Citation: Eskimo. "A Village on Fire: An Experience with Cannabis (exp62585)". Erowid.org. Dec 25, 2009. erowid.org/exp/62585
It was the late-spring of 2006. By then I had been doing drugs for about 6 months, my track record including salvia, coke, psilocybin mushrooms (my favorite drug experience) and pretty habitual weed consumption. I was spending the weekend at my friend A's house, who lived with her parents on a ranch way out in the country, with over 20 acres of forest land. It was around 11 at night and we were all sitting around a campfire outside on the patio, Me, A's younger sister (who was my age, 15), Alyssa (my older step sister), Andrew and Chris (who were both friends of A).
We had been passing a pipe around the campfire, just talking and smoking, for what must have been at least a half-hour, and I'm guessing I had to at least toked 2 bowls worth of weed myself. Eventually conversation started to dwindle, as all of us started to feel the effects of being 'really high'. I kind of completely left conversation and just started staring into the flames of the camp fire. Staring into the charcoal and burned papers and garbage beneath the flames, when I started to notice the shape of what seemed to be a village. I dismissed the illusion early on, tagging it as just an other odd visual byproduct of being stoned, not even a real hallucination. Then, a couple minutes later, Chris started talking about seeing a village in the flames.
As soon as Chris mentioned it I got really excited that he also saw it, confirming that maybe what I saw was more than just a crazy illusion, and I stared deeper into the flames with a new perspective. On a double-take, I was amazed. It was as if all of the objects and garbage placed at the bottom of the fire was placed individually and intricately by some artistic genius, taking thousands and thousands of hours to carve out little homes made of ash, with doorways and window, all lit by flame. I could see little cobblestone streets and castles and churches, even parks and trees and mountains. All made out of the ash of garbage. To put this in size perspective, the base of the fire must have been at least 2 feet in diameter, with the illusionary village filling up the whole base, and the size of a single house seemingly equal to the size of a house you'd find on an expensive model train set.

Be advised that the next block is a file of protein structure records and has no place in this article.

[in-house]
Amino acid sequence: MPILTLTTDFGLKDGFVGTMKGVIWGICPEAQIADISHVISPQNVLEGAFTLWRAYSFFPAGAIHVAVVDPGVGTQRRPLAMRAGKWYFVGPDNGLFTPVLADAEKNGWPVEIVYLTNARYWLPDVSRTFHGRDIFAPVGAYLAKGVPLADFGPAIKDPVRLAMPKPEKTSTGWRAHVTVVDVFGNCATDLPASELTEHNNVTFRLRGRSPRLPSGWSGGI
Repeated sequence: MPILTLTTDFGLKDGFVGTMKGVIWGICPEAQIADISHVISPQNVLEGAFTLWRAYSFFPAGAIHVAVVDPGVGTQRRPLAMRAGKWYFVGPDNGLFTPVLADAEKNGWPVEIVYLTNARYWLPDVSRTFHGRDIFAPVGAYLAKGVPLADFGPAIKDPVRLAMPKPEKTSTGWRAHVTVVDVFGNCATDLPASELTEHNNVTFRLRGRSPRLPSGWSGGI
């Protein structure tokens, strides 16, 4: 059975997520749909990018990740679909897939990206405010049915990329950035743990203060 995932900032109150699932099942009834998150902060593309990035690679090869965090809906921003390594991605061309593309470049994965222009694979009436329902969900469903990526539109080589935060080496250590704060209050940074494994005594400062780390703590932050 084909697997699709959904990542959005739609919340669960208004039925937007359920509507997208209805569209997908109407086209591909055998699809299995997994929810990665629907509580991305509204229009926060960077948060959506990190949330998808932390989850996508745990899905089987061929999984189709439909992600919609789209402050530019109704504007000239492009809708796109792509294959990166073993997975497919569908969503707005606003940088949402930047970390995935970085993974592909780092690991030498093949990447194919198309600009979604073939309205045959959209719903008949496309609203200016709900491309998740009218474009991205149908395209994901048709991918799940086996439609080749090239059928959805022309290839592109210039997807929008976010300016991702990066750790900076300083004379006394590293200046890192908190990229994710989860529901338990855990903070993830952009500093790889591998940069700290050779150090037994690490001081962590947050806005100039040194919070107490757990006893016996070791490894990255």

Eventually I dismissed all of my ultra-detailed views of the village as my own personal illusions, and figured it a coincidence that Chris also saw a village in the fire. But as I looked up at my friends, I was surprised to see that they too were staring into the fire, with perplexed expressions on their faces, as if trying to decode a secret message in the flames. On closer inspection of this fantastically complicated village, I caught eye of what appeared to be a small broom next to one of the houses. The broom was so small and so intricate I was convinced noone else could possibly see it, as, of course, there wasn't really a village in the fire, it was all just my own illusion. Then Chris spoke up again and asked me if I saw a broom. My expression was pretty much the equivalent of if someone were to look into my soul and state my exact perspective on everything in the universe. I couldn't believe it. Then Andrew and Alyssa said the saw it too. I was so amazed I asked them if they could point it out to me, and the pointed to the exact same spot that I had saw it.
I'm not sure if I can properly convey how I felt that night in words, but it was as if we were all in a perfect mental sync. Like we were all thinking the exact same thing, and that, at that moment, we shared the same perspective of reality. I looked at Chris and it seemed like he was thinking the same thing I was. It was unbelievable, we couldn't possibly be experiencing the same exact illusion down to such minute detail. It may sound like I'm taking this single high experience a bit seriously, but can honestly say that that experience has spiritually effected my life more than any mushroom trip has. It was the first drug experience for me that really made me question my perspective of reality and spirituality.
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